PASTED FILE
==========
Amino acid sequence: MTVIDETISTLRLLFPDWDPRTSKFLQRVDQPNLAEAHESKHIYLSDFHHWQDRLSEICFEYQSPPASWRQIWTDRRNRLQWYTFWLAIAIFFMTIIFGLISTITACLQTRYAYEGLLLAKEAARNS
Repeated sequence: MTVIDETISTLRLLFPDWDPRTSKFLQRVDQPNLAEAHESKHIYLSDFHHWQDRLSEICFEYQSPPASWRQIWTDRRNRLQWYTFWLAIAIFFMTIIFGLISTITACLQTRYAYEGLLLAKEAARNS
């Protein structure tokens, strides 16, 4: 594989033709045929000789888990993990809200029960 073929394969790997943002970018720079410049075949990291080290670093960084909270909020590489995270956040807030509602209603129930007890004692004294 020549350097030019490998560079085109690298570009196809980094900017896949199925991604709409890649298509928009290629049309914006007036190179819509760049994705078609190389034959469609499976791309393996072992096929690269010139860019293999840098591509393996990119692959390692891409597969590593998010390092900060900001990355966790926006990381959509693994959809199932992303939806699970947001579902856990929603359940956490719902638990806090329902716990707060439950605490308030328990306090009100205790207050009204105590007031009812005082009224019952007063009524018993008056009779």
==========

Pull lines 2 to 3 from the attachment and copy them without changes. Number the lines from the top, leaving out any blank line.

Repeated sequence: MTVIDETISTLRLLFPDWDPRTSKFLQRVDQPNLAEAHESKHIYLSDFHHWQDRLSEICFEYQSPPASWRQIWTDRRNRLQWYTFWLAIAIFFMTIIFGLISTITACLQTRYAYEGLLLAKEAARNS
């Protein structure tokens, strides 16, 4: 594989033709045929000789888990993990809200029960 073929394969790997943002970018720079410049075949990291080290670093960084909270909020590489995270956040807030509602209603129930007890004692004294 020549350097030019490998560079085109690298570009196809980094900017896949199925991604709409890649298509928009290629049309914006007036190179819509760049994705078609190389034959469609499976791309393996072992096929690269010139860019293999840098591509393996990119692959390692891409597969590593998010390092900060900001990355966790926006990381959509693994959809199932992303939806699970947001579902856990929603359940956490719902638990806090329902716990707060439950605490308030328990306090009100205790207050009204105590007031009812005082009224019952007063009524018993008056009779």